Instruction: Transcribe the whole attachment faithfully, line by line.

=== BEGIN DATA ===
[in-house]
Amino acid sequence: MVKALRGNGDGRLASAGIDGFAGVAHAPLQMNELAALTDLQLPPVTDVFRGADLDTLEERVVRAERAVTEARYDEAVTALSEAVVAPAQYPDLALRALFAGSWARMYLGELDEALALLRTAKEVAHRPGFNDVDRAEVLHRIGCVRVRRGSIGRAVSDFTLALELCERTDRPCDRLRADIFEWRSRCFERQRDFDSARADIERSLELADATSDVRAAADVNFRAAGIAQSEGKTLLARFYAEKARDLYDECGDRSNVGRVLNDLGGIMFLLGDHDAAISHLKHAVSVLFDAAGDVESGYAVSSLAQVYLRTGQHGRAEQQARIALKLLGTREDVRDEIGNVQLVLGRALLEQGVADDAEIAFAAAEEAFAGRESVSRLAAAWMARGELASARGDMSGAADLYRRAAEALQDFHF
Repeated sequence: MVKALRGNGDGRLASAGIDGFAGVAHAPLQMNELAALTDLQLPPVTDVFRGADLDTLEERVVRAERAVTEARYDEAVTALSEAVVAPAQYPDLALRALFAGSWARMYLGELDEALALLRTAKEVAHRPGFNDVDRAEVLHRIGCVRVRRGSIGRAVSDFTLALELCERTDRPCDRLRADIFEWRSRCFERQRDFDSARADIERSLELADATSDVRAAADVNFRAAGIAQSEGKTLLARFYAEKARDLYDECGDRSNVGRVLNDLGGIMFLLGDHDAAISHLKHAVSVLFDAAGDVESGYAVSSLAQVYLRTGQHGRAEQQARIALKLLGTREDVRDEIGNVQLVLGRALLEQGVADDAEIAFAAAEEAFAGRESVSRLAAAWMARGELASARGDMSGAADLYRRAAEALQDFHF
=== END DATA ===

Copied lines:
[in-house]
Amino acid sequence: MVKALRGNGDGRLASAGIDGFAGVAHAPLQMNELAALTDLQLPPVTDVFRGADLDTLEERVVRAERAVTEARYDEAVTALSEAVVAPAQYPDLALRALFAGSWARMYLGELDEALALLRTAKEVAHRPGFNDVDRAEVLHRIGCVRVRRGSIGRAVSDFTLALELCERTDRPCDRLRADIFEWRSRCFERQRDFDSARADIERSLELADATSDVRAAADVNFRAAGIAQSEGKTLLARFYAEKARDLYDECGDRSNVGRVLNDLGGIMFLLGDHDAAISHLKHAVSVLFDAAGDVESGYAVSSLAQVYLRTGQHGRAEQQARIALKLLGTREDVRDEIGNVQLVLGRALLEQGVADDAEIAFAAAEEAFAGRESVSRLAAAWMARGELASARGDMSGAADLYRRAAEALQDFHF
Repeated sequence: MVKALRGNGDGRLASAGIDGFAGVAHAPLQMNELAALTDLQLPPVTDVFRGADLDTLEERVVRAERAVTEARYDEAVTALSEAVVAPAQYPDLALRALFAGSWARMYLGELDEALALLRTAKEVAHRPGFNDVDRAEVLHRIGCVRVRRGSIGRAVSDFTLALELCERTDRPCDRLRADIFEWRSRCFERQRDFDSARADIERSLELADATSDVRAAADVNFRAAGIAQSEGKTLLARFYAEKARDLYDECGDRSNVGRVLNDLGGIMFLLGDHDAAISHLKHAVSVLFDAAGDVESGYAVSSLAQVYLRTGQHGRAEQQARIALKLLGTREDVRDEIGNVQLVLGRALLEQGVADDAEIAFAAAEEAFAGRESVSRLAAAWMARGELASARGDMSGAADLYRRAAEALQDFHF